# If one of the inputs to a neural network (that represents a policy) is noisy and degrades the performance, would this architecture solve the issue?

I'm using genetic algorithms to train deep reinforcement learning (DRL) agents, similarly to what was done in this paper. DRL policies are therefore represented by deep neural networks, which map states into deterministic actions. My state space consists of three state variables $$v_1, v_2$$ and $$v_3$$. Variable $$v_1$$ is extremely noisy and seems to be degrading the performance (i.e. the return or discounted cumulative reward) of my RL agent but, for certain reasons, I have to include it. The return is precisely my fitness function.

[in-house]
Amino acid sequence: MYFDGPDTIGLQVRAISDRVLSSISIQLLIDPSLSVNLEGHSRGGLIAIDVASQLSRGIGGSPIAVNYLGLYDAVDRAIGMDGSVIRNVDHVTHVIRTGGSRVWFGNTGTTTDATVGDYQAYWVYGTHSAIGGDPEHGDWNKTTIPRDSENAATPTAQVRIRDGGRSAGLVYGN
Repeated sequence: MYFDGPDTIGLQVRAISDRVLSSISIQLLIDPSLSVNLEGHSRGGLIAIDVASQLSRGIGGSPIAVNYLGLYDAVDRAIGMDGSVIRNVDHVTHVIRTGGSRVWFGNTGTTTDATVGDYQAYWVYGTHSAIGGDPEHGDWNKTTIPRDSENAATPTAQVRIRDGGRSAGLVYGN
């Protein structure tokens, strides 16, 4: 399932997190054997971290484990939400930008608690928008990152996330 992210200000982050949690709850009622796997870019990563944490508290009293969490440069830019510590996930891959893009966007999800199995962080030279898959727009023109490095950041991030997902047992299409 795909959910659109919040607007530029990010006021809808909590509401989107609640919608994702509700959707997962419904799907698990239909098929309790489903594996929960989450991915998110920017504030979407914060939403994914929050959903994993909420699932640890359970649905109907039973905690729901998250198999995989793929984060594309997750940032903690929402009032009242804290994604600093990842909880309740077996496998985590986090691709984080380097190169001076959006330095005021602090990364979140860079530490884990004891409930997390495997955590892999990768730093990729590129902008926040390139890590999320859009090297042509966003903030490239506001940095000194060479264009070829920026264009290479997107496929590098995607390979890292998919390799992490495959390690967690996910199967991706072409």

Currently, my DNN looks like this:

There is only 1 output since the action space is 1-dimensional (one degree of freedom, which is used to control a system).

The DNN tends to overfit more quickly when $$v_1$$ is present. I'm considering creating a custom NN that looks like this:

By doing this I would reduce the complexity of the influence of the variable $$v_1$$ on the output, since the number of layers between $$v_1$$ and the output node would be reduced.

I have reasons to believe that the optimal control depends linearly or (something close to linearity) on $$v_1$$.

Does this make any practical sense and are there are reasons why one should avoid doing this?

• Yes, you could have a subset of the neural network that uses a linear activation function that gets as input $v_1$, but I don't know if this will really be beneficial. Let us know when you try that. – nbro Jan 30 at 20:01